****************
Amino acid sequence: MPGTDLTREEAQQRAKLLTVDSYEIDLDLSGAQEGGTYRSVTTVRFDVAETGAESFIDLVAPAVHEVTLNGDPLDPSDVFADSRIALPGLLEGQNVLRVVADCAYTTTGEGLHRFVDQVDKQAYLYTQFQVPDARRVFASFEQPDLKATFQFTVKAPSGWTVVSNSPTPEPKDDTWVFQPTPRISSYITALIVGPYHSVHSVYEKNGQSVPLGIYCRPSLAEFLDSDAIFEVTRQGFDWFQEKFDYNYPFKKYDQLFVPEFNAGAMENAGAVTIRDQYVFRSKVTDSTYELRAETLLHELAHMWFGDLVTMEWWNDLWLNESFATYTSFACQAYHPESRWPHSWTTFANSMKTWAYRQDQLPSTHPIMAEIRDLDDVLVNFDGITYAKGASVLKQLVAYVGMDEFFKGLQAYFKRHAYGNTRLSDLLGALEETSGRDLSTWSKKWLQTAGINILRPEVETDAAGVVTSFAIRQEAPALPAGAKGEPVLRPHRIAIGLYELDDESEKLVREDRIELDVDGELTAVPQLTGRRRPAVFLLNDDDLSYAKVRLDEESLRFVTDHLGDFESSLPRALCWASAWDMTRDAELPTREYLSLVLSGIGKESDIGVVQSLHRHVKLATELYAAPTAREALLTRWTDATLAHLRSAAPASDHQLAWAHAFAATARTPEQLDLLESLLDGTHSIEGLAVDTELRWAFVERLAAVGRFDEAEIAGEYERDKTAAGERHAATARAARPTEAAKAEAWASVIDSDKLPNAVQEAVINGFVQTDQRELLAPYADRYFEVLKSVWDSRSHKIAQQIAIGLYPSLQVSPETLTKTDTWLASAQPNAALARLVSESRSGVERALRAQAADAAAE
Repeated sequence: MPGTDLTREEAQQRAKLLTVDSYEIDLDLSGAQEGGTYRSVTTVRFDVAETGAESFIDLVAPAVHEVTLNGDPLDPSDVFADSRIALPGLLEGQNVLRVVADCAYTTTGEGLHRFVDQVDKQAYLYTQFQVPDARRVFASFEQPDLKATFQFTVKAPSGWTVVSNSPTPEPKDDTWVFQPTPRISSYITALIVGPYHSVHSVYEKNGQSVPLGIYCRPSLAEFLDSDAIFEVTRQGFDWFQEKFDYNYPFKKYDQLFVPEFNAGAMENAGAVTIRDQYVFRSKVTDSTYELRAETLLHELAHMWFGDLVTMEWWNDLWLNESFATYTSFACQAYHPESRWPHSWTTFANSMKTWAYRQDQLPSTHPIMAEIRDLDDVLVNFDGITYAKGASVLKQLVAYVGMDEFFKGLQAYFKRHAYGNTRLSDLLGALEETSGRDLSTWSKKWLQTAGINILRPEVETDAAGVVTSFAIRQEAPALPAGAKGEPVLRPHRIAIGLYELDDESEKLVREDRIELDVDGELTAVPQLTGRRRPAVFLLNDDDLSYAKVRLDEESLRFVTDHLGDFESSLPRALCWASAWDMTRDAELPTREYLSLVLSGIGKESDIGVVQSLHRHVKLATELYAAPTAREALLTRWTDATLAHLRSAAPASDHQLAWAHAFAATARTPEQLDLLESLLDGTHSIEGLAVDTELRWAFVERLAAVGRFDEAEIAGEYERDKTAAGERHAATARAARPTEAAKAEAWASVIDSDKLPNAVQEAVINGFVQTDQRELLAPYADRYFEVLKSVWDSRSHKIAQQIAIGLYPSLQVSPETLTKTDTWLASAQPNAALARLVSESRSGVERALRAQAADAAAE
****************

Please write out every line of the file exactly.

Amino acid sequence: MPGTDLTREEAQQRAKLLTVDSYEIDLDLSGAQEGGTYRSVTTVRFDVAETGAESFIDLVAPAVHEVTLNGDPLDPSDVFADSRIALPGLLEGQNVLRVVADCAYTTTGEGLHRFVDQVDKQAYLYTQFQVPDARRVFASFEQPDLKATFQFTVKAPSGWTVVSNSPTPEPKDDTWVFQPTPRISSYITALIVGPYHSVHSVYEKNGQSVPLGIYCRPSLAEFLDSDAIFEVTRQGFDWFQEKFDYNYPFKKYDQLFVPEFNAGAMENAGAVTIRDQYVFRSKVTDSTYELRAETLLHELAHMWFGDLVTMEWWNDLWLNESFATYTSFACQAYHPESRWPHSWTTFANSMKTWAYRQDQLPSTHPIMAEIRDLDDVLVNFDGITYAKGASVLKQLVAYVGMDEFFKGLQAYFKRHAYGNTRLSDLLGALEETSGRDLSTWSKKWLQTAGINILRPEVETDAAGVVTSFAIRQEAPALPAGAKGEPVLRPHRIAIGLYELDDESEKLVREDRIELDVDGELTAVPQLTGRRRPAVFLLNDDDLSYAKVRLDEESLRFVTDHLGDFESSLPRALCWASAWDMTRDAELPTREYLSLVLSGIGKESDIGVVQSLHRHVKLATELYAAPTAREALLTRWTDATLAHLRSAAPASDHQLAWAHAFAATARTPEQLDLLESLLDGTHSIEGLAVDTELRWAFVERLAAVGRFDEAEIAGEYERDKTAAGERHAATARAARPTEAAKAEAWASVIDSDKLPNAVQEAVINGFVQTDQRELLAPYADRYFEVLKSVWDSRSHKIAQQIAIGLYPSLQVSPETLTKTDTWLASAQPNAALARLVSESRSGVERALRAQAADAAAE
Repeated sequence: MPGTDLTREEAQQRAKLLTVDSYEIDLDLSGAQEGGTYRSVTTVRFDVAETGAESFIDLVAPAVHEVTLNGDPLDPSDVFADSRIALPGLLEGQNVLRVVADCAYTTTGEGLHRFVDQVDKQAYLYTQFQVPDARRVFASFEQPDLKATFQFTVKAPSGWTVVSNSPTPEPKDDTWVFQPTPRISSYITALIVGPYHSVHSVYEKNGQSVPLGIYCRPSLAEFLDSDAIFEVTRQGFDWFQEKFDYNYPFKKYDQLFVPEFNAGAMENAGAVTIRDQYVFRSKVTDSTYELRAETLLHELAHMWFGDLVTMEWWNDLWLNESFATYTSFACQAYHPESRWPHSWTTFANSMKTWAYRQDQLPSTHPIMAEIRDLDDVLVNFDGITYAKGASVLKQLVAYVGMDEFFKGLQAYFKRHAYGNTRLSDLLGALEETSGRDLSTWSKKWLQTAGINILRPEVETDAAGVVTSFAIRQEAPALPAGAKGEPVLRPHRIAIGLYELDDESEKLVREDRIELDVDGELTAVPQLTGRRRPAVFLLNDDDLSYAKVRLDEESLRFVTDHLGDFESSLPRALCWASAWDMTRDAELPTREYLSLVLSGIGKESDIGVVQSLHRHVKLATELYAAPTAREALLTRWTDATLAHLRSAAPASDHQLAWAHAFAATARTPEQLDLLESLLDGTHSIEGLAVDTELRWAFVERLAAVGRFDEAEIAGEYERDKTAAGERHAATARAARPTEAAKAEAWASVIDSDKLPNAVQEAVINGFVQTDQRELLAPYADRYFEVLKSVWDSRSHKIAQQIAIGLYPSLQVSPETLTKTDTWLASAQPNAALARLVSESRSGVERALRAQAADAAAE